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The 2017 HR@Moore Survey of Chief HR Officers asked respondents to provide information on the relationships among those in the C-suite and the board. The results revealed that half of the respondents reported that their CEO also served as the Chairman of the Board (indicating there is a separate Lead Director), while the other half had an Non-Executive Independent Chairman of the Board (Non-executive Chair). Non-executive Chairs tended to exert greater monitoring of the CEO and provide more advice relative to Lead Directors. There did not seem to be any differences in the effectiveness of the relationship or the level of collaboration between the CEO and the Non-executive Chair or the Lead Director. However, higher levels of trust existed between the CEO and the Lead Director than between the CEO and the Non-executive Chair. When asked about the kinds of tensions that existed between the CEO and either the Non-executive Chair or Lead Director, the most frequent answer was that there were none, but some noted that Nonexecutive Chairs were more likely to disagree with the CEO over CEO pay and Lead Directors were more likely to have conflicts with the CEO over strategic direction. Finally, CHROs reported that the board weighs accounting profits, strategic decision-making, revenues, shareholder returns, and strategy implementation most heavily when evaluating the CEO. CHROs reported that Executive Leadership Teams (ELT) ranged from 4 to 20 individuals (although 77% ranged between 7 and 12) with the most popular (modal) number being nine. Chief Operating Officers/Presidents and CFOs were on 100% of the teams, CHROs on 98%, and Chief Legal Officers on 94%. Chief Marketing Officers (69%) and Chief Information Officers (54%) were less likely to be part of the ELT. Finally, 61% of firms had at least one business unit leader on the ELT, with the number of business unit leaders ranging from one to ten and a modal number (18%) of four. In terms of dynamics among the ELT, CEOs were most likely to rely on the CHRO as a confidant, followed by the CFO and the President/COO. Almost half (49%) of the ELTs meet monthly, with 37% meeting every other week. CHROs reported that the most popular areas where ELTs could work better together were around strategic focus, operating as a team, collaboration, alignment and management of issues, and open communication. The most popular way that CEOs seek to improve ELT effectiveness is by building team culture and fostering open communications. CEOs formally appraise ELT members annually (49%) or semi-annually (29%) and these performance management processes are most effective for guiding incentive payout decision and identifying underperforming executives. Finally, when asked about the differences between the ELT performance management process and that of the rest of the organization, 29% of CHROs reported they were the same, whereas others identified differences in terms of providing more ongoing feedback (20%), being more informal (18%) and having a stronger focus on metrics and outcomes (18%).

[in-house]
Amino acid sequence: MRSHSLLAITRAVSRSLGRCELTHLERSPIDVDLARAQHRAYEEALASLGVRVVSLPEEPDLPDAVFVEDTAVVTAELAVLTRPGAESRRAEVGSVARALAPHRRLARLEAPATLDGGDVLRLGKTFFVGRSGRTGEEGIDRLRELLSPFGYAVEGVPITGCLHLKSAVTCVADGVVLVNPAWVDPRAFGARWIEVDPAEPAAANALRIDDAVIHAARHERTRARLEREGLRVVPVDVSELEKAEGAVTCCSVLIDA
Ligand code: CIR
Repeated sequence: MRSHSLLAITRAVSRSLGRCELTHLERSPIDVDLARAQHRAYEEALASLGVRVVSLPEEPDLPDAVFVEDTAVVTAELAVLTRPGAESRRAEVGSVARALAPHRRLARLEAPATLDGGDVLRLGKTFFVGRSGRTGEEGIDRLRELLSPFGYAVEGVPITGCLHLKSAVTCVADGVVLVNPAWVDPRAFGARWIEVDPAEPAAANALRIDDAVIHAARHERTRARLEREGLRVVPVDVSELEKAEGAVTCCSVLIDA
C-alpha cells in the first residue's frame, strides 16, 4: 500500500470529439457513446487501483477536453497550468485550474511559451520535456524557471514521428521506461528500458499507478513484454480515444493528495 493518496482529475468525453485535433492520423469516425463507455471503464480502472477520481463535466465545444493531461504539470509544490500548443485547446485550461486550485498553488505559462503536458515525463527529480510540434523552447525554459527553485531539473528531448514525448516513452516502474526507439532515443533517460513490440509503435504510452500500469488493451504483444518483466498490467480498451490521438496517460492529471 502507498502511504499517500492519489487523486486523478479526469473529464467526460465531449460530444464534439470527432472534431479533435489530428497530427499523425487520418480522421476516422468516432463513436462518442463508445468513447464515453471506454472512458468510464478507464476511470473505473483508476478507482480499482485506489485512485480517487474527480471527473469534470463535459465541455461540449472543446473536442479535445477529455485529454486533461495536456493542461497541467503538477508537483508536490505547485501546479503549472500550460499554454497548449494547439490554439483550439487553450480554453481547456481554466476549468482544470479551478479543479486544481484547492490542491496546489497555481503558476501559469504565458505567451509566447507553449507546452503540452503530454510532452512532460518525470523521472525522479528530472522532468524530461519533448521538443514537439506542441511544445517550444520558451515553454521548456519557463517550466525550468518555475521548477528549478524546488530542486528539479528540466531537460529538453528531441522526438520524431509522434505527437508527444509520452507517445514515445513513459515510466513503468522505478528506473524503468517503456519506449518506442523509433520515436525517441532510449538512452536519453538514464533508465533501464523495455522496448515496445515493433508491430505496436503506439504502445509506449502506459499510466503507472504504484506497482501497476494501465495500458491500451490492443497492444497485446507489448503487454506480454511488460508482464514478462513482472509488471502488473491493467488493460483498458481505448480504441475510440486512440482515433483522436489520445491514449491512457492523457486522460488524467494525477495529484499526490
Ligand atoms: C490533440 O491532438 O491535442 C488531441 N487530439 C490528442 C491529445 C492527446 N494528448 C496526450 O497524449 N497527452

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© 2017, University of South Carolina

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